Only 175 years ago, in 1846, knowledge of the ancient Near East had been completely lost through the vicissitudes of time—illuminated only by the Bible and a few classical sources. In 1851, only five years later, a young Englishman, Austen Henry Layard, could boast that the progress of work in Mesopotamia had yielded more than 50 cuneiform names of kings, nations, cities, peoples, and gods mentioned in the Old Testament. What followed was an explosion of information, and it was only the beginning of a discipline that would eventually span the globe. Today that evidence has multiplied and expanded, particularly for one of the central events recorded in three books of the Bible (2 Kings 18; 19; 2 Chron. 32; and Isa. 36; 37)—the campaign of Sennacherib, king of Assyria, against Judah and its key cities, Lachish, and Jerusalem.
The northern kingdom of Israel had been conquered by the Assyrians in 722 B.C., as prophesied by Isaiah, and now, some 20 years later, only Judah stood between the aggressive Assyrian empire and their goal of conquering Egypt. The Assyrian king Sennacherib approached the kingdom of Judah with his enormous army. Initially Hezekiah paid tribute to Sennacherib, hoping to avoid a direct confrontation (2 Kings 18:13-16), but in time Sennacherib returned and positioned himself against Lachish (Fig. 1), the second most important city of Judah and one that guarded the main road leading up from the south to Jerusalem (2 Chron. 32:9). The threat had become reality.
In August 1849 the British explorer and archaeologist Austen Henry Layard returned to the capital city of Nineveh. He had been working at several sites for some time, including Babylon. But this summer he would make the fabulous discovery of Sennacherib’s massive palace “without rival.” The excavated palace consisted of 71 rooms with colossal reliefs depicting his various campaigns and accomplishments. The focal point of the ceremonial wing of the palace, which was entered from a courtyard through a series of rooms flanked by enormous, winged bull colossi with the face of the king, was a room that became known as the Lachish room. Here Layard removed 12 large, sculptured relief slabs and shipped them to the British Museum in London.1 The alabaster slabs depict in detail the siege, attack, and destruction of Lachish, with a siege ramp against the city and eight battering rams with foot soldiers, archers, and slingers moving against it (Fig. 2). The final panels show spoils and prisoners paraded and being killed before the king, who watches from his pavilion opposite the city. The siege of Lachish was the largest and most detailed Assyrian military depiction found in any Assyrian palace. Its prominent position might have been chosen so that a “visitor might justifiably conclude that the surrender of Lachish was the high point of the western campaign.”2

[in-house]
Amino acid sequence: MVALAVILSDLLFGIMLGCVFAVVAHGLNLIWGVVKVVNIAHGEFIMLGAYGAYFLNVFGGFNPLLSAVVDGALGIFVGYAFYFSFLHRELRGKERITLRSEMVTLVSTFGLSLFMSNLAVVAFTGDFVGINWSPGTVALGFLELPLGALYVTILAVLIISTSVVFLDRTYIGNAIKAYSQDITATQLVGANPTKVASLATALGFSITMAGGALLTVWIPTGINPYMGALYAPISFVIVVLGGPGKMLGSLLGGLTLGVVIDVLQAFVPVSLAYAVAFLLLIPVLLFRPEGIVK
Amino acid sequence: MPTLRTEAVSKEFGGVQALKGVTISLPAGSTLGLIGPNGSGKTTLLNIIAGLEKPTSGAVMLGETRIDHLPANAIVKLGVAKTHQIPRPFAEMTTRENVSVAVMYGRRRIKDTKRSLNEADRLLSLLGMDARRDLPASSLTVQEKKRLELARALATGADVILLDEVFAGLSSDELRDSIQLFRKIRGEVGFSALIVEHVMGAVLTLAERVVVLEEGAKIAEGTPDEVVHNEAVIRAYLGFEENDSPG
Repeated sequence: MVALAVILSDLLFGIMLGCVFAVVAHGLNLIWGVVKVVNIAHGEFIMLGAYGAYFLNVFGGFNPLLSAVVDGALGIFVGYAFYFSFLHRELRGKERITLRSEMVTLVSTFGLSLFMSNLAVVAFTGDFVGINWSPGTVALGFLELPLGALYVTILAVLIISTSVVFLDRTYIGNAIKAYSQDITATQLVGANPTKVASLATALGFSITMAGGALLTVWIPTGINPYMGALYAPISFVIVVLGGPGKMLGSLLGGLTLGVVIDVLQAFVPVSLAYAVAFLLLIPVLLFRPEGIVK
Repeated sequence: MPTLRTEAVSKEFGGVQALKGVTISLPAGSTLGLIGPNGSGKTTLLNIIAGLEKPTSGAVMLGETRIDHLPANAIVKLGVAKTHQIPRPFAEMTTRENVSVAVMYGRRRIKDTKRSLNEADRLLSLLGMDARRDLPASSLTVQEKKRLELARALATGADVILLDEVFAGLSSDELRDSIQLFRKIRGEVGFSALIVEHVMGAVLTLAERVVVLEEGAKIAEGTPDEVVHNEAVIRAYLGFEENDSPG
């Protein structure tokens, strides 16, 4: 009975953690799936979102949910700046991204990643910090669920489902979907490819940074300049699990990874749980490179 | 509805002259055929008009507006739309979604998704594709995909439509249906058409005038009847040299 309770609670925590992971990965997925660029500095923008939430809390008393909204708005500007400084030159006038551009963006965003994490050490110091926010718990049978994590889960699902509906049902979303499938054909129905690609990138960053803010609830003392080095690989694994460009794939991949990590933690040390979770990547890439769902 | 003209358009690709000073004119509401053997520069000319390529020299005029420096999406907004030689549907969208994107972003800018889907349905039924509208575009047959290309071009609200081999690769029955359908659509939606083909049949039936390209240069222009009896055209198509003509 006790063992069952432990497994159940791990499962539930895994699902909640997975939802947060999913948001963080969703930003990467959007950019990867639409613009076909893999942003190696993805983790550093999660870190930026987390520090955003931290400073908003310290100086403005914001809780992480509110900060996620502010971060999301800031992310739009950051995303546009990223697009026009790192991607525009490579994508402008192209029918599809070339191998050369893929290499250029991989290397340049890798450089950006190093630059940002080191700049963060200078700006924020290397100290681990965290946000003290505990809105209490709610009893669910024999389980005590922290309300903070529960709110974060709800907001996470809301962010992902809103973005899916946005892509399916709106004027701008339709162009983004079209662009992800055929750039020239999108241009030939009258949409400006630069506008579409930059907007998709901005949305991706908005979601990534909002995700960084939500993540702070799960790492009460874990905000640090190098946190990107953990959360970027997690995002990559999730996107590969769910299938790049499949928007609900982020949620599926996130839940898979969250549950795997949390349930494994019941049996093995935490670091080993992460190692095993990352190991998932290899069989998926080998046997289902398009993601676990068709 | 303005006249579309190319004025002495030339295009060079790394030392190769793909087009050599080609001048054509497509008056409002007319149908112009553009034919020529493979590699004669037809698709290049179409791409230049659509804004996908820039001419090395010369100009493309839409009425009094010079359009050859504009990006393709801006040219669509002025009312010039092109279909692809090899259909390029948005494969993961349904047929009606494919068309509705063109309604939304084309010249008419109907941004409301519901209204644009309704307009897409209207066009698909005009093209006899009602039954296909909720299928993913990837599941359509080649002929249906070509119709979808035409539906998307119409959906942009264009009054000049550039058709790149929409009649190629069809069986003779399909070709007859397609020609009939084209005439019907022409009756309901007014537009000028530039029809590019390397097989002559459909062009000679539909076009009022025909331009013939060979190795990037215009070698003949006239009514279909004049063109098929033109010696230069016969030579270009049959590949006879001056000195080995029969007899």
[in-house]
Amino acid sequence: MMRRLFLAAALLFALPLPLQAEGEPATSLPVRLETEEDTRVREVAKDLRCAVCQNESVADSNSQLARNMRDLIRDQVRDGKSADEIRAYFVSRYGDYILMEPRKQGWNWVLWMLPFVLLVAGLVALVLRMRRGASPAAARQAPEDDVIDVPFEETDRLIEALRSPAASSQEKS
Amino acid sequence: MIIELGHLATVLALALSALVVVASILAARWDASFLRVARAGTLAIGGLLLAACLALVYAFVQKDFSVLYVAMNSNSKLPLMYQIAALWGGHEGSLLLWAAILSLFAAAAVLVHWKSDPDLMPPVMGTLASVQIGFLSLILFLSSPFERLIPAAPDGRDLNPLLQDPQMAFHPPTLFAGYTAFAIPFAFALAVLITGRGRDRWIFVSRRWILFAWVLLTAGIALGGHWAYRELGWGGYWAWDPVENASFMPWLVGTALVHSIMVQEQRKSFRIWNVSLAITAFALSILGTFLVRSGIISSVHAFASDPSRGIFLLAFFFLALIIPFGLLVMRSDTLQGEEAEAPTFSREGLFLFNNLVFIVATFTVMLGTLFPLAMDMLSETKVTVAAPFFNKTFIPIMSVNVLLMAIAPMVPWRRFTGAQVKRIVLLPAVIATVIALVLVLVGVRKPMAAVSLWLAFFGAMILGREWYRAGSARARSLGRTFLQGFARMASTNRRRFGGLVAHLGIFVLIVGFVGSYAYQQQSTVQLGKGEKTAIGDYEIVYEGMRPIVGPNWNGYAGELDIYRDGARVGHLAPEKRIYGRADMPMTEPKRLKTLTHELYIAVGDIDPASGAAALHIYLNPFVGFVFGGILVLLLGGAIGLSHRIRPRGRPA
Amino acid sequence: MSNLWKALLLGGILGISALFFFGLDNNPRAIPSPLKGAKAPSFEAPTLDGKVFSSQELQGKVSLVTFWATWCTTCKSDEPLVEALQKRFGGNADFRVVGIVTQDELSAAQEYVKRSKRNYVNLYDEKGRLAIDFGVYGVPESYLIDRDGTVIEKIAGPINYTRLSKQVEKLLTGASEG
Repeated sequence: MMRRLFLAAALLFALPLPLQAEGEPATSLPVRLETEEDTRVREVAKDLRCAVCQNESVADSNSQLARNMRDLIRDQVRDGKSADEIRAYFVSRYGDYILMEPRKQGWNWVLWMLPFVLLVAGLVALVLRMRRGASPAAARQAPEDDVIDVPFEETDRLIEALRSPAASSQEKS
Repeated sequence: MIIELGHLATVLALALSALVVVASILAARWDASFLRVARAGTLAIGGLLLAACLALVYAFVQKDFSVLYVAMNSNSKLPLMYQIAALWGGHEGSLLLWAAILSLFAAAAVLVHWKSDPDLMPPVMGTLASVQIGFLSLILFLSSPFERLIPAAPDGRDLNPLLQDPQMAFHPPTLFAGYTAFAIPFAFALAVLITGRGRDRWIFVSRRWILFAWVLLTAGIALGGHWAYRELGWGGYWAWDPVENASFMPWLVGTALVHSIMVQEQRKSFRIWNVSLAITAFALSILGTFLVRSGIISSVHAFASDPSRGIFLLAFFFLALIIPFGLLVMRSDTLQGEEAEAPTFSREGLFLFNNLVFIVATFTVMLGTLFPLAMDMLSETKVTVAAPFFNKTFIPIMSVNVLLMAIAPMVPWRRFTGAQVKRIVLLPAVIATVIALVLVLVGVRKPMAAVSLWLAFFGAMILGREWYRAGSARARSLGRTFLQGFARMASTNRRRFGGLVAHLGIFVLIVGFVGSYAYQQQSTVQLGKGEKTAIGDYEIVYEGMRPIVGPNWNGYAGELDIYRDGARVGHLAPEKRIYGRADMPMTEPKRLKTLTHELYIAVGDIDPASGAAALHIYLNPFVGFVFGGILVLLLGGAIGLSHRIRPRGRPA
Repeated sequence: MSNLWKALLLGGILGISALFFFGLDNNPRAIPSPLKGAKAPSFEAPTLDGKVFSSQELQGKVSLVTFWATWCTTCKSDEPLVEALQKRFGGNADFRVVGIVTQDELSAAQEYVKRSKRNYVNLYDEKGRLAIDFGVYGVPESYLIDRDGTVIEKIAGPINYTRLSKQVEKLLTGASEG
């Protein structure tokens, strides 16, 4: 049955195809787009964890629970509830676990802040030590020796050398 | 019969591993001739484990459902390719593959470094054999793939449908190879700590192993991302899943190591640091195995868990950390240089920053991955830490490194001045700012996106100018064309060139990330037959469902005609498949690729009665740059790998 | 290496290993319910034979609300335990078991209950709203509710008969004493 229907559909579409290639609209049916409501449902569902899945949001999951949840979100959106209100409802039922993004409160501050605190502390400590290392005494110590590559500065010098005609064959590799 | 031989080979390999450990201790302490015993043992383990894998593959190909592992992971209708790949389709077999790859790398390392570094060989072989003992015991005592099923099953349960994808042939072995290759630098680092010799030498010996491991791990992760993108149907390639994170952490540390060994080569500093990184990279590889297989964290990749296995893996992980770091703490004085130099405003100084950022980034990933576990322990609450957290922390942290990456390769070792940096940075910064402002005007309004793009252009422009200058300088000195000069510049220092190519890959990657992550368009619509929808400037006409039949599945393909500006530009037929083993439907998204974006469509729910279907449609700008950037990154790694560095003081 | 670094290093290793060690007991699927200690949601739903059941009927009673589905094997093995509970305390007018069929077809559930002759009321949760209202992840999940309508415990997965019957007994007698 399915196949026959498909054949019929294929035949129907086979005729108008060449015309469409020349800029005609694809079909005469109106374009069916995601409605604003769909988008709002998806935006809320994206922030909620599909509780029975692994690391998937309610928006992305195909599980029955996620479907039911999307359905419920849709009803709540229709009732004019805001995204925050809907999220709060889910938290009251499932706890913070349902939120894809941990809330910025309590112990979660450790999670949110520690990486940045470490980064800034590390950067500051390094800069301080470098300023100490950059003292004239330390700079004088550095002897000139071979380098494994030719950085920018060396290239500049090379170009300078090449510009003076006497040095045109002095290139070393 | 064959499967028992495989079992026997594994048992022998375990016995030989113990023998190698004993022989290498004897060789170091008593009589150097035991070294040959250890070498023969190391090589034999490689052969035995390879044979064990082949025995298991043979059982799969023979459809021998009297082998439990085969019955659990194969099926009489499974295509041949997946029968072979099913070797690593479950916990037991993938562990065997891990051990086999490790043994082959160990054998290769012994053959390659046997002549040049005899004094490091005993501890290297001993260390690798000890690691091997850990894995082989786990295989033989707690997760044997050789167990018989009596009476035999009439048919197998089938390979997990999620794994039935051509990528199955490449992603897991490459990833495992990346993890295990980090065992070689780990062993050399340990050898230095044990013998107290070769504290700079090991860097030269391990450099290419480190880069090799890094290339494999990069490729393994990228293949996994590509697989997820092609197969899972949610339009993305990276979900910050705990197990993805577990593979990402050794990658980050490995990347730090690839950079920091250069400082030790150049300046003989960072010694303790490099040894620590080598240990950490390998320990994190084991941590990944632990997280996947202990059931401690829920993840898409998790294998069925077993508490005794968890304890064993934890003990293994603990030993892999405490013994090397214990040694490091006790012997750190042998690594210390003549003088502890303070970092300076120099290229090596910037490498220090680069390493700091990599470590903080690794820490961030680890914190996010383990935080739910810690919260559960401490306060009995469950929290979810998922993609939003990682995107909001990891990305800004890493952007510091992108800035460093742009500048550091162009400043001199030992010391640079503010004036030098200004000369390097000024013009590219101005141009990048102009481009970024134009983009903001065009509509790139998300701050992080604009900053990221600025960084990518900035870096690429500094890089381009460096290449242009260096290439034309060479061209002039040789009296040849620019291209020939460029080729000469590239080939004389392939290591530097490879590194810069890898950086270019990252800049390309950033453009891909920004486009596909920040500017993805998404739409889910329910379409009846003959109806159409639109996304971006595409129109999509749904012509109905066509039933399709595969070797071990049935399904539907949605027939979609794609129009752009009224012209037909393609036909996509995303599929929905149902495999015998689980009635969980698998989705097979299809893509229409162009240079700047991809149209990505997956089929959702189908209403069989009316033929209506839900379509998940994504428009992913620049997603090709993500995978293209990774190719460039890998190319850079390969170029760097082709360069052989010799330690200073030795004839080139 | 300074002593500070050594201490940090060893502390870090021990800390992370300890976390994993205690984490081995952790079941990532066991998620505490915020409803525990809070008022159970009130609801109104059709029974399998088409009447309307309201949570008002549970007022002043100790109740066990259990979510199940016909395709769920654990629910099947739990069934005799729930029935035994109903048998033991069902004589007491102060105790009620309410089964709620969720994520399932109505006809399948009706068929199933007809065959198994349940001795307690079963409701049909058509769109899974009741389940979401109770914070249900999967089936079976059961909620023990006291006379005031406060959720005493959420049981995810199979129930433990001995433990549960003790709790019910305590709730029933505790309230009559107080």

The British expedition to Lachish had uncovered the Assyrian siege ramp in the 1930s, but it was David Ussishkin’s Tel Aviv University (1974-1994) excavations that would identify the ramp. Built of stones and construction material weighing between 13,000 and 19,000 tons, it was estimated that if a worker could have carried 45 kilograms an hour over a distance of 300 meters, 10,000 workers could have completed the siege ramp in about 18 days. Inside the city, a counter ramp was rapidly built by the defenders to strengthen the city walls. The Nineveh reliefs depict the intense assault against the city as battering rams were pushed up the siege ramp. Defenders on the walls are shown throwing down firebrands, bricks, and stones to deter the attack, but all to no avail.
From 2013 to 2017 Southern Adventist University codirected with the Hebrew University of Jerusalem the Fourth Expedition to Lachish(Fig. 3). Each year more than 100 staff and volunteers from 14 different countries came to excavate the ancient city. In all of the excavated areas the massive destruction by the Assyrians was evident. In a row of elite houses built near the palace courtyard extensive burnt mudbrick collapse from building walls were excavated until the floors were reached. Arrowheads, iron scales of Assyrian armor, and sling stones as depicted in the Nineveh reliefs were uncovered in the destruction debris. The mass of pottery crushed on the floors testifies to the complete destruction. Among the pottery were Judean lmlk (Hebrew “for/to the king”) storage jars, which were extensively used in the kingdom for tax collection and distribution. The royal seals bore the city names Hebron and Socoh.3 The fire became so hot that calcified lime became affixed to the exterior of the vessels and could not be removed. After the defeat of Lachish, Jerusalem was next.
Sennacherib sent his Rabshekah, the vizier, to Jerusalem to offer terms of engagement. “Hear the words of the great king, the king of Assyria! Thus says the king: ‘Do not let Hezekiah deceive you, for he will not be able to deliver you; nor let Hezekiah make you trust in the Lord, saying, “The Lord will surely deliver us; this city will not be given into the hand of the king of Assyria” ’ ” (Isa. 36:13-15).